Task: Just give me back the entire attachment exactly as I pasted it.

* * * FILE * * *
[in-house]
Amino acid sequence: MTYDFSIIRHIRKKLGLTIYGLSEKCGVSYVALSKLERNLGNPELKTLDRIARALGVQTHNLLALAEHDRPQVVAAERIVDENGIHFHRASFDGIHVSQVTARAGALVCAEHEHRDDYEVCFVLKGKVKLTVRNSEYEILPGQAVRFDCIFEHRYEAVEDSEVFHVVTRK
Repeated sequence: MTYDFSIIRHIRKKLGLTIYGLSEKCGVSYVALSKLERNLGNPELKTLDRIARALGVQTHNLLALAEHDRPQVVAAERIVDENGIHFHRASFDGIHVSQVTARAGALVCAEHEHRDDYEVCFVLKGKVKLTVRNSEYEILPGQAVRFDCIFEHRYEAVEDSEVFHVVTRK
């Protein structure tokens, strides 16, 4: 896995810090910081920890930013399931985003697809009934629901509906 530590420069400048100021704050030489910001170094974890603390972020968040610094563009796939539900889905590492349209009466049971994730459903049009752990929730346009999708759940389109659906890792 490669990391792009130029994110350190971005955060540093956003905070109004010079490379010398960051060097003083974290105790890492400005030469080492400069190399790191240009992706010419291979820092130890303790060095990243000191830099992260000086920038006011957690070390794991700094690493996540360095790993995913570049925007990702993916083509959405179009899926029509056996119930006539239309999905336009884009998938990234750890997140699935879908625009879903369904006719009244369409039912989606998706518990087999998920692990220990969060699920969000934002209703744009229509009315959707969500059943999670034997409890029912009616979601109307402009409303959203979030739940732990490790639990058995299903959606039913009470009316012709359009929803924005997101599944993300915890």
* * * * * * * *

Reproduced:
[in-house]
Amino acid sequence: MTYDFSIIRHIRKKLGLTIYGLSEKCGVSYVALSKLERNLGNPELKTLDRIARALGVQTHNLLALAEHDRPQVVAAERIVDENGIHFHRASFDGIHVSQVTARAGALVCAEHEHRDDYEVCFVLKGKVKLTVRNSEYEILPGQAVRFDCIFEHRYEAVEDSEVFHVVTRK
Repeated sequence: MTYDFSIIRHIRKKLGLTIYGLSEKCGVSYVALSKLERNLGNPELKTLDRIARALGVQTHNLLALAEHDRPQVVAAERIVDENGIHFHRASFDGIHVSQVTARAGALVCAEHEHRDDYEVCFVLKGKVKLTVRNSEYEILPGQAVRFDCIFEHRYEAVEDSEVFHVVTRK
């Protein structure tokens, strides 16, 4: 896995810090910081920890930013399931985003697809009934629901509906 530590420069400048100021704050030489910001170094974890603390972020968040610094563009796939539900889905590492349209009466049971994730459903049009752990929730346009999708759940389109659906890792 490669990391792009130029994110350190971005955060540093956003905070109004010079490379010398960051060097003083974290105790890492400005030469080492400069190399790191240009992706010419291979820092130890303790060095990243000191830099992260000086920038006011957690070390794991700094690493996540360095790993995913570049925007990702993916083509959405179009899926029509056996119930006539239309999905336009884009998938990234750890997140699935879908625009879903369904006719009244369409039912989606998706518990087999998920692990220990969060699920969000934002209703744009229509009315959707969500059943999670034997409890029912009616979601109307402009409303959203979030739940732990490790639990058995299903959606039913009470009316012709359009929803924005997101599944993300915890």